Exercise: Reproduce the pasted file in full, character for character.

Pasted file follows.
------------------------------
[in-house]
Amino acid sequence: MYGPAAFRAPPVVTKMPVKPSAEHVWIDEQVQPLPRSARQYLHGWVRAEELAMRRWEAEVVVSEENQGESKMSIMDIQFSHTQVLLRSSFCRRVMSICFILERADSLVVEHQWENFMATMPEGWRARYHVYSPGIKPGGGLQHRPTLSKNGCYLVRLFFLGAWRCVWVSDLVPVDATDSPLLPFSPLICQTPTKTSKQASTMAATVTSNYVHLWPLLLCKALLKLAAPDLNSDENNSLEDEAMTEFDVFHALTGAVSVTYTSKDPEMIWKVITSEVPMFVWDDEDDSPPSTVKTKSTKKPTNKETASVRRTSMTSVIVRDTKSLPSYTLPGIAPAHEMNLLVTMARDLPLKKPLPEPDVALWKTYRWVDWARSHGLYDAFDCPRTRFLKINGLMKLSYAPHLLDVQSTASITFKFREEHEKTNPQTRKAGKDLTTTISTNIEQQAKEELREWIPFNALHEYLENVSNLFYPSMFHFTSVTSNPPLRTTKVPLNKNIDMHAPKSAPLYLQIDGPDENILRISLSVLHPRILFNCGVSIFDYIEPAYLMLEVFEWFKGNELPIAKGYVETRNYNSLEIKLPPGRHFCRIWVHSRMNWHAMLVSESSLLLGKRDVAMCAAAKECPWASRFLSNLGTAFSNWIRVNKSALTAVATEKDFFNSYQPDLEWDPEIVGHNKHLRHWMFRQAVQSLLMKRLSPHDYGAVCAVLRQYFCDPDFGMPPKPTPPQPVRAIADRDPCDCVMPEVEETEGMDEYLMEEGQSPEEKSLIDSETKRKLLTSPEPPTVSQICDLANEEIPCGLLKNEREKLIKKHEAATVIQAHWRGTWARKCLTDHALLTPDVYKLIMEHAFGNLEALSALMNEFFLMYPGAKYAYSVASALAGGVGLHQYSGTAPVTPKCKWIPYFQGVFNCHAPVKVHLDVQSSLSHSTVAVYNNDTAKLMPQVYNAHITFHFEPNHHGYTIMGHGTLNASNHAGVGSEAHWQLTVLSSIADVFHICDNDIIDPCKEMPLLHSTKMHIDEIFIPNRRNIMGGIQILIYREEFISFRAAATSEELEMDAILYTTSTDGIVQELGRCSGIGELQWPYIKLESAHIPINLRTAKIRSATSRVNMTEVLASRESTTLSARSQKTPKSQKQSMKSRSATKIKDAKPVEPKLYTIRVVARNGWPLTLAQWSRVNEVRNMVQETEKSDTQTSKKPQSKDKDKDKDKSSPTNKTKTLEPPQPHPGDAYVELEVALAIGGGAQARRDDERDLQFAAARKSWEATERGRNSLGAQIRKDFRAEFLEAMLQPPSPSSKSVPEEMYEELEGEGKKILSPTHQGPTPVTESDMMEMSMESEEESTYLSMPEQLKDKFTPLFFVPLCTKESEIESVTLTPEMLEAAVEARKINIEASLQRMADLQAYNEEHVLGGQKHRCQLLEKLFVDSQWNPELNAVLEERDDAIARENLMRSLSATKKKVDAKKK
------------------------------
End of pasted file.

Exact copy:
[in-house]
Amino acid sequence: MYGPAAFRAPPVVTKMPVKPSAEHVWIDEQVQPLPRSARQYLHGWVRAEELAMRRWEAEVVVSEENQGESKMSIMDIQFSHTQVLLRSSFCRRVMSICFILERADSLVVEHQWENFMATMPEGWRARYHVYSPGIKPGGGLQHRPTLSKNGCYLVRLFFLGAWRCVWVSDLVPVDATDSPLLPFSPLICQTPTKTSKQASTMAATVTSNYVHLWPLLLCKALLKLAAPDLNSDENNSLEDEAMTEFDVFHALTGAVSVTYTSKDPEMIWKVITSEVPMFVWDDEDDSPPSTVKTKSTKKPTNKETASVRRTSMTSVIVRDTKSLPSYTLPGIAPAHEMNLLVTMARDLPLKKPLPEPDVALWKTYRWVDWARSHGLYDAFDCPRTRFLKINGLMKLSYAPHLLDVQSTASITFKFREEHEKTNPQTRKAGKDLTTTISTNIEQQAKEELREWIPFNALHEYLENVSNLFYPSMFHFTSVTSNPPLRTTKVPLNKNIDMHAPKSAPLYLQIDGPDENILRISLSVLHPRILFNCGVSIFDYIEPAYLMLEVFEWFKGNELPIAKGYVETRNYNSLEIKLPPGRHFCRIWVHSRMNWHAMLVSESSLLLGKRDVAMCAAAKECPWASRFLSNLGTAFSNWIRVNKSALTAVATEKDFFNSYQPDLEWDPEIVGHNKHLRHWMFRQAVQSLLMKRLSPHDYGAVCAVLRQYFCDPDFGMPPKPTPPQPVRAIADRDPCDCVMPEVEETEGMDEYLMEEGQSPEEKSLIDSETKRKLLTSPEPPTVSQICDLANEEIPCGLLKNEREKLIKKHEAATVIQAHWRGTWARKCLTDHALLTPDVYKLIMEHAFGNLEALSALMNEFFLMYPGAKYAYSVASALAGGVGLHQYSGTAPVTPKCKWIPYFQGVFNCHAPVKVHLDVQSSLSHSTVAVYNNDTAKLMPQVYNAHITFHFEPNHHGYTIMGHGTLNASNHAGVGSEAHWQLTVLSSIADVFHICDNDIIDPCKEMPLLHSTKMHIDEIFIPNRRNIMGGIQILIYREEFISFRAAATSEELEMDAILYTTSTDGIVQELGRCSGIGELQWPYIKLESAHIPINLRTAKIRSATSRVNMTEVLASRESTTLSARSQKTPKSQKQSMKSRSATKIKDAKPVEPKLYTIRVVARNGWPLTLAQWSRVNEVRNMVQETEKSDTQTSKKPQSKDKDKDKDKSSPTNKTKTLEPPQPHPGDAYVELEVALAIGGGAQARRDDERDLQFAAARKSWEATERGRNSLGAQIRKDFRAEFLEAMLQPPSPSSKSVPEEMYEELEGEGKKILSPTHQGPTPVTESDMMEMSMESEEESTYLSMPEQLKDKFTPLFFVPLCTKESEIESVTLTPEMLEAAVEARKINIEASLQRMADLQAYNEEHVLGGQKHRCQLLEKLFVDSQWNPELNAVLEERDDAIARENLMRSLSATKKKVDAKKK